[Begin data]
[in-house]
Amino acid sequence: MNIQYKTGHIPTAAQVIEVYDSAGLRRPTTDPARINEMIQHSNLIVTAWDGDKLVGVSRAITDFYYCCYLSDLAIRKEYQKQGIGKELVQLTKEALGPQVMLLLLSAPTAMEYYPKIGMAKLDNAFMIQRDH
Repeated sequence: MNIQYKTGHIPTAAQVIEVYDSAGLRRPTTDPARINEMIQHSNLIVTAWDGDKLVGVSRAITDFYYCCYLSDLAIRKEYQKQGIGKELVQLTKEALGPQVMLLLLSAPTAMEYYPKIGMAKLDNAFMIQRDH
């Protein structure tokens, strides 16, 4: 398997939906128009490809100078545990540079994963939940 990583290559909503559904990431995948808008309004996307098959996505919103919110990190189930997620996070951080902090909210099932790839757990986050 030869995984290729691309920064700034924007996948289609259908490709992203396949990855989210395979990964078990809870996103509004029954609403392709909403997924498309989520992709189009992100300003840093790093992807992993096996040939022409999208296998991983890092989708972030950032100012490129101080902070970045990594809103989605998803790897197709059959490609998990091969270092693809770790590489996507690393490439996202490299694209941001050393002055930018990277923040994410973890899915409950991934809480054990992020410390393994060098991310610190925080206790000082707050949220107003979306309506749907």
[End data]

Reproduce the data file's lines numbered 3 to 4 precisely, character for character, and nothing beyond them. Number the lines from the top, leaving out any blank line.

Repeated sequence: MNIQYKTGHIPTAAQVIEVYDSAGLRRPTTDPARINEMIQHSNLIVTAWDGDKLVGVSRAITDFYYCCYLSDLAIRKEYQKQGIGKELVQLTKEALGPQVMLLLLSAPTAMEYYPKIGMAKLDNAFMIQRDH
């Protein structure tokens, strides 16, 4: 398997939906128009490809100078545990540079994963939940 990583290559909503559904990431995948808008309004996307098959996505919103919110990190189930997620996070951080902090909210099932790839757990986050 030869995984290729691309920064700034924007996948289609259908490709992203396949990855989210395979990964078990809870996103509004029954609403392709909403997924498309989520992709189009992100300003840093790093992807992993096996040939022409999208296998991983890092989708972030950032100012490129101080902070970045990594809103989605998803790897197709059959490609998990091969270092693809770790590489996507690393490439996202490299694209941001050393002055930018990277923040994410973890899915409950991934809480054990992020410390393994060098991310610190925080206790000082707050949220107003979306309506749907």